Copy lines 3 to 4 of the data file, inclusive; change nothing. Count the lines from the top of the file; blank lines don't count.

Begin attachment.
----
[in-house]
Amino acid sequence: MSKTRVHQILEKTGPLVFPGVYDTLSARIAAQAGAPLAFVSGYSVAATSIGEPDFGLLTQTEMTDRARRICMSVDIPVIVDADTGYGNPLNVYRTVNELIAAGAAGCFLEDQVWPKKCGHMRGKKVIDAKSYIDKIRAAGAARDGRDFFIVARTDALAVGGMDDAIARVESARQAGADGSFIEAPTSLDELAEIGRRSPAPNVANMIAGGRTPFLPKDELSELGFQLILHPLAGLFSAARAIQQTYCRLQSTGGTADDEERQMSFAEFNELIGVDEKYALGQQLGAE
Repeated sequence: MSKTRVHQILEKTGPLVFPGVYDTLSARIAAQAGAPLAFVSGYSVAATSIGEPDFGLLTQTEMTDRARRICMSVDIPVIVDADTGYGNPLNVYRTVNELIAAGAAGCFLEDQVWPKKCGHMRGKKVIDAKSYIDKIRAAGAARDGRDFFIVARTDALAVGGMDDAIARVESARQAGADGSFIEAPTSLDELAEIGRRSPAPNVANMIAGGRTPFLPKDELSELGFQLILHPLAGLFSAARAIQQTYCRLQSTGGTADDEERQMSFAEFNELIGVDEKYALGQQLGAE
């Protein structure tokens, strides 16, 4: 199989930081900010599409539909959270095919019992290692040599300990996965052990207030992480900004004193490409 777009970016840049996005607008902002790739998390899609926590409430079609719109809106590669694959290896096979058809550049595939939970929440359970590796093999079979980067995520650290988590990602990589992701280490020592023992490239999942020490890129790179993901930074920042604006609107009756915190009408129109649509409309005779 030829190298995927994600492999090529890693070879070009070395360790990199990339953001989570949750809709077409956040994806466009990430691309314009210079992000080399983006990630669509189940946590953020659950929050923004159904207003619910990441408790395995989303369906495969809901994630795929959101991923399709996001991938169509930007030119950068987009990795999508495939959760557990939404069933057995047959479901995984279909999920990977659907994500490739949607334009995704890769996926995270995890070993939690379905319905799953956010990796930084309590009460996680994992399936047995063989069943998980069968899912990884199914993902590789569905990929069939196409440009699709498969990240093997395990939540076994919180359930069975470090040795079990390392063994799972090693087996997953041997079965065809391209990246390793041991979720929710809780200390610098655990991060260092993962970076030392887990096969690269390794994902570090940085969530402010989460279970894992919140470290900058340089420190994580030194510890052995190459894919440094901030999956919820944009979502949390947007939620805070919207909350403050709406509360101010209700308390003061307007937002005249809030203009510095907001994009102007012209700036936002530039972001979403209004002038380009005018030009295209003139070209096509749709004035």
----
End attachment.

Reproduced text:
Repeated sequence: MSKTRVHQILEKTGPLVFPGVYDTLSARIAAQAGAPLAFVSGYSVAATSIGEPDFGLLTQTEMTDRARRICMSVDIPVIVDADTGYGNPLNVYRTVNELIAAGAAGCFLEDQVWPKKCGHMRGKKVIDAKSYIDKIRAAGAARDGRDFFIVARTDALAVGGMDDAIARVESARQAGADGSFIEAPTSLDELAEIGRRSPAPNVANMIAGGRTPFLPKDELSELGFQLILHPLAGLFSAARAIQQTYCRLQSTGGTADDEERQMSFAEFNELIGVDEKYALGQQLGAE
């Protein structure tokens, strides 16, 4: 199989930081900010599409539909959270095919019992290692040599300990996965052990207030992480900004004193490409 777009970016840049996005607008902002790739998390899609926590409430079609719109809106590669694959290896096979058809550049595939939970929440359970590796093999079979980067995520650290988590990602990589992701280490020592023992490239999942020490890129790179993901930074920042604006609107009756915190009408129109649509409309005779 030829190298995927994600492999090529890693070879070009070395360790990199990339953001989570949750809709077409956040994806466009990430691309314009210079992000080399983006990630669509189940946590953020659950929050923004159904207003619910990441408790395995989303369906495969809901994630795929959101991923399709996001991938169509930007030119950068987009990795999508495939959760557990939404069933057995047959479901995984279909999920990977659907994500490739949607334009995704890769996926995270995890070993939690379905319905799953956010990796930084309590009460996680994992399936047995063989069943998980069968899912990884199914993902590789569905990929069939196409440009699709498969990240093997395990939540076994919180359930069975470090040795079990390392063994799972090693087996997953041997079965065809391209990246390793041991979720929710809780200390610098655990991060260092993962970076030392887990096969690269390794994902570090940085969530402010989460279970894992919140470290900058340089420190994580030194510890052995190459894919440094901030999956919820944009979502949390947007939620805070919207909350403050709406509360101010209700308390003061307007937002005249809030203009510095907001994009102007012209700036936002530039972001979403209004002038380009005018030009295209003139070209096509749709004035």